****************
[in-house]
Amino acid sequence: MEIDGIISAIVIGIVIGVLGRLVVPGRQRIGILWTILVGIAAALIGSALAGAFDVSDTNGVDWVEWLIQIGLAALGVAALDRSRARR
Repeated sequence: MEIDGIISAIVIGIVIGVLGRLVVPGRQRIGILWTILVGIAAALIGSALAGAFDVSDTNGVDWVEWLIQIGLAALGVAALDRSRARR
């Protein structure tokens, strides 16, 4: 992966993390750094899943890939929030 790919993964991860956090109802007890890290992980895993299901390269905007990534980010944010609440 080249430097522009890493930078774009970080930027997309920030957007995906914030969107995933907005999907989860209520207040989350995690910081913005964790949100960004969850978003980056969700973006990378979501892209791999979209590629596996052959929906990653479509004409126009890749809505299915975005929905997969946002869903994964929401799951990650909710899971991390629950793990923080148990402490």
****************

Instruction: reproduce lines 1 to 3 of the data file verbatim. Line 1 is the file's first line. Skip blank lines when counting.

[in-house]
Amino acid sequence: MEIDGIISAIVIGIVIGVLGRLVVPGRQRIGILWTILVGIAAALIGSALAGAFDVSDTNGVDWVEWLIQIGLAALGVAALDRSRARR
Repeated sequence: MEIDGIISAIVIGIVIGVLGRLVVPGRQRIGILWTILVGIAAALIGSALAGAFDVSDTNGVDWVEWLIQIGLAALGVAALDRSRARR